How we Compost in the suburbs

How we compost in the suburbs

If you’ve been following me for a while you may have read this article about how we compost in the city. Now we’ve moved further out to a bigger block our methods have slightly changed a bit so I figured it was time for an update.

We’ve tried all sorts of systems including expensive tumblers, bokashi and in garden worm beds.

The setup we’ve gone for is super simple.

Note this isn’t a post on ‘how to’ compost, it’s all about our setup. If you’re looking for the how to you can find that here.

Why we ditched the tumblers

In the city these were great as they could go basically anywhere that had a flat surface. They stopped the beagle getting into the bin as well. However, I found they took longer, they would dry out a lot quicker and general life (worms/bugs) within the compost was limited.

Our compost bins

Our compost setup in the city.
Our Compost Bins that we now use and the aerating tool (the tumbler in the background is now decommissioned). I have a bale of sugar cane mulch right next to the bins to add my ‘browns’ every time I add my greens.

These bins are the bins we use exclusively now (except for our worm farm). They are basically a bin with the bottom cut out and combined with a compost aerator (although sometimes a garden fork works just as well) we’re churning out our compost in around a month over the hotter months.

We have two bins, one for adding to and one for cooking. By the time the one we’re adding to is full the other one that is cooking is done. This may change as the weather cools down and we may need to add a third bin but it’s working for now.

How to make it rodent proof

I get this question a lot about these bins as it’s open at the bottom. I’ve seen people put mesh on the bottom but I haven’t found the need to do that. It does have a slight lip on the base and if you bury the bin into the ground around 10cm this is supposed to prevent rodents getting in.

Bury them into the ground at least 10cm deep

The other thing I do, is not add any cooked scraps or grains – they go to the chickens (or the dog). I also make sure my brown to green ratio is spot on every time by making sure I chuck in a couple handfuls of sugar cane mulch (browns) every time I add my kitchen scraps (greens) to it and consequently the bin never stinks.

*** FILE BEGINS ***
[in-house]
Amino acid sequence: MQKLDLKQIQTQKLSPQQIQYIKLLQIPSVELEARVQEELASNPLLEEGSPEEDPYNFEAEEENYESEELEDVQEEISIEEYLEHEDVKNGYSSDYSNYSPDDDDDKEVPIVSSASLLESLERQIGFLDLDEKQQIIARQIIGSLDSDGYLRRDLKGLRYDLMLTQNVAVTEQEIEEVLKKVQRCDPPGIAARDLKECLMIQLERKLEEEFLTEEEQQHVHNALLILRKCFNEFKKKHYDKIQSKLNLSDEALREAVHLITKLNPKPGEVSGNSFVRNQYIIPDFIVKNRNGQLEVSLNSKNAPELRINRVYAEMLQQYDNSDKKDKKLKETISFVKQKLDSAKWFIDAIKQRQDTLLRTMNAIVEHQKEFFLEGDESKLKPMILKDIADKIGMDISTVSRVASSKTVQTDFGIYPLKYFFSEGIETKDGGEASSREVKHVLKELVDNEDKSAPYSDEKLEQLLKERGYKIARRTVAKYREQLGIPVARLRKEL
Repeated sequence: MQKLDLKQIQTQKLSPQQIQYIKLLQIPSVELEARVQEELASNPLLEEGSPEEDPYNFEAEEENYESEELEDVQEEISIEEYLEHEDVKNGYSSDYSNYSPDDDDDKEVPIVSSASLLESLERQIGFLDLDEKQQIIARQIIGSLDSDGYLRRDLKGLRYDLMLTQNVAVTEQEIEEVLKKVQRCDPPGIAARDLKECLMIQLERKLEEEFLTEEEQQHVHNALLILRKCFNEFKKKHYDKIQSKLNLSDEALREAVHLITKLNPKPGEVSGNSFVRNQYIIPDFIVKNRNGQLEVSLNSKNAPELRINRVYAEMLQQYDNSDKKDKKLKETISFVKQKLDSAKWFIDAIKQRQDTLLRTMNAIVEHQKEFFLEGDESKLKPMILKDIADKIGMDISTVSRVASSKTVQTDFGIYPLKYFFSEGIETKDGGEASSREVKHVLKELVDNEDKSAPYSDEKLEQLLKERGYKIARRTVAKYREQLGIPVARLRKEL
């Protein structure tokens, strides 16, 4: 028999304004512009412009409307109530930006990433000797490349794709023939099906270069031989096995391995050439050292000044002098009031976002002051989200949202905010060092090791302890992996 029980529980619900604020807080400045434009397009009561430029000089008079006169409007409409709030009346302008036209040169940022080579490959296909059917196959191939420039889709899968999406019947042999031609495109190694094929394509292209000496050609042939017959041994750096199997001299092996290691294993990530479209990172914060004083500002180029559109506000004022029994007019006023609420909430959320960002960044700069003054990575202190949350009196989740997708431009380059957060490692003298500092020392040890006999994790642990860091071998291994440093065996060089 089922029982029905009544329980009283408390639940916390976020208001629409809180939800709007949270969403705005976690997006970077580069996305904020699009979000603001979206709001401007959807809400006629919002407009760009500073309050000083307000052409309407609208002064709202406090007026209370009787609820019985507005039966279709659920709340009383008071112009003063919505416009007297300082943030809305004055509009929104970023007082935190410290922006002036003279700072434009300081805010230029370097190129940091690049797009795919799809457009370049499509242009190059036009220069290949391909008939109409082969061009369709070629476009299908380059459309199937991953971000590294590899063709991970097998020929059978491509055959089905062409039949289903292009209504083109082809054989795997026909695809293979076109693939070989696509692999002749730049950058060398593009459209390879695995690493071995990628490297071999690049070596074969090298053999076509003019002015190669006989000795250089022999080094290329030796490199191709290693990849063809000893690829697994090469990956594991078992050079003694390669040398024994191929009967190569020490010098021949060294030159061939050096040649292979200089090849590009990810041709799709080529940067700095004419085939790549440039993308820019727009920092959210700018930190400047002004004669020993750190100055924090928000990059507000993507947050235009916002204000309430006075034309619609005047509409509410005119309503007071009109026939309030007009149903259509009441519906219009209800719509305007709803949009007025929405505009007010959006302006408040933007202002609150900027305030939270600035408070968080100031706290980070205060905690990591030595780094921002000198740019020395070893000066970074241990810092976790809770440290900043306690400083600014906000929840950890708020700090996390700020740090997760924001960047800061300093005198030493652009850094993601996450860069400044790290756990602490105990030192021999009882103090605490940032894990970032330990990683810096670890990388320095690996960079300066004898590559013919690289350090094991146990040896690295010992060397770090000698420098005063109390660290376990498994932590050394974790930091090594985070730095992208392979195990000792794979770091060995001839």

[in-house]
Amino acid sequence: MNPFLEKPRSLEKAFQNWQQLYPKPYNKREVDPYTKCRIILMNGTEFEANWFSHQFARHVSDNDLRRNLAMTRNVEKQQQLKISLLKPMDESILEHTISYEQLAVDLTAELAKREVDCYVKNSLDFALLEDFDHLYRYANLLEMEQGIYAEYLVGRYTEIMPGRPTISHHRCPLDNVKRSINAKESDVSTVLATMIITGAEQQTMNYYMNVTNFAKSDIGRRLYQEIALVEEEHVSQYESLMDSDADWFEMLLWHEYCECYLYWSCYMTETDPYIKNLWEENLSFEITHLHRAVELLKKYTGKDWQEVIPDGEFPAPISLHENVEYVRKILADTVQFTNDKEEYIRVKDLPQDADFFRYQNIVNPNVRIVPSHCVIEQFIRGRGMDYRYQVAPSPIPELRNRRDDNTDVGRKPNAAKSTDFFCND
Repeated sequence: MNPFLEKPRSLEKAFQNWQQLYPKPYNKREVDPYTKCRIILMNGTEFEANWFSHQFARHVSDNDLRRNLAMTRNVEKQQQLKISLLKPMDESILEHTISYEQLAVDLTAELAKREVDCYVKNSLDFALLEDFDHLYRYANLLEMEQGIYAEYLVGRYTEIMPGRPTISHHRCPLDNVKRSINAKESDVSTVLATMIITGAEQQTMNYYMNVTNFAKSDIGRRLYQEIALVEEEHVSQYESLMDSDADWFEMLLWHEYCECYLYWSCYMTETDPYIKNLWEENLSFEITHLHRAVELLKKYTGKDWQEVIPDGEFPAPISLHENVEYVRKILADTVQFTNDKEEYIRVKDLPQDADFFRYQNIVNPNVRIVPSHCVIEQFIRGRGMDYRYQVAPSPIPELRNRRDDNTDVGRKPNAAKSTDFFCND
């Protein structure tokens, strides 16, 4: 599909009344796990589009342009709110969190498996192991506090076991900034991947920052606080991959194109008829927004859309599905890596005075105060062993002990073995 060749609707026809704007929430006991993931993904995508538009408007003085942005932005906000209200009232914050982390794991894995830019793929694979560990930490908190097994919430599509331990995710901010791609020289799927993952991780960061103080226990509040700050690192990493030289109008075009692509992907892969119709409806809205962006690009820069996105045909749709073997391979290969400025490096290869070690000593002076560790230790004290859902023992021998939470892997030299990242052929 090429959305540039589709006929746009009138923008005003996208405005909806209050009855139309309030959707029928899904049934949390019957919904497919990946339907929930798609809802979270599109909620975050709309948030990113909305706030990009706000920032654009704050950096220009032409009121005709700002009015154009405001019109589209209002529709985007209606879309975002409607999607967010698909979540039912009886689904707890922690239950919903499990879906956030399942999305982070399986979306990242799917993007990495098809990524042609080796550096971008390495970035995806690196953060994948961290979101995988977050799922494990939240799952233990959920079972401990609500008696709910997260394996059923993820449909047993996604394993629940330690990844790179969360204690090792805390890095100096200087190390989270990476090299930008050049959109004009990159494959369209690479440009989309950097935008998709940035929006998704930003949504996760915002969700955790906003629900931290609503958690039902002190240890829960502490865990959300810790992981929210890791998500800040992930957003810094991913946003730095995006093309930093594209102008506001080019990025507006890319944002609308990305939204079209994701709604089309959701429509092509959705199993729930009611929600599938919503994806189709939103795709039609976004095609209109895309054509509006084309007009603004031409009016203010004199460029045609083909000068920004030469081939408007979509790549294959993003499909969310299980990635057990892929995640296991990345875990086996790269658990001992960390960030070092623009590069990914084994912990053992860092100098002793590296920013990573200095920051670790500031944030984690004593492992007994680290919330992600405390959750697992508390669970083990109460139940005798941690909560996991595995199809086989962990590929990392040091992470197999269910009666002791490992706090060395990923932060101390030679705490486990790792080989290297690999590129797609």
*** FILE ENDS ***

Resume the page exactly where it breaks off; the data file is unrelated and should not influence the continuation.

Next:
If your compost bin stinks you’re doing it wrong. Add more browns.

So far we have not had any problems with rats getting into it (the worm farm and chicken run is a different story).

How to get it cranking

The best thing you can do to get your compost really cooking is to add finished compost to an unfinished pile. I will usually sieve my compost before putting in the garden and put all the chunky bits into the new bin. I also add comfrey leaves.

Also don’t forget to aerate it. I aerate at least once a week (more often twice a week) and this really gets it breaking down.

You don’t need a thermometer but I got one for curiosity sake. It’s fun to see it heat up!

Our worm farm

Yes we still have our can-o-worms worm farm and we add to it, mostly vegetable and fruit peelings, cardboard and a bit of straw. Nothing too big and not too often to avoid it becoming anaerobic or attracting rodents as they can get in if the lid is not sitting plumb. I try to avoid seeds as when the castings are added to the garden the seeds seem to germinate instantly as opposed to the compost bin.

The worm tower is now the dog poo tower

The problem with ditching ornamentals for edibles is nowhere to put your dog poo (we used to chuck it in the ornamental gardens). So instead we now use our tower (basically a big pipe with holes in it) buried in the ground to pop the dog poo into it. I can’t say I’ve seen any worms in it. But at least we’re not stepping in land mines.

I hope that helps in your composting journey, if you’re keen to learn more then come over and join us in the Dirt Lovers Membership I’ve got a whole heap of videos and resources for composting inside.

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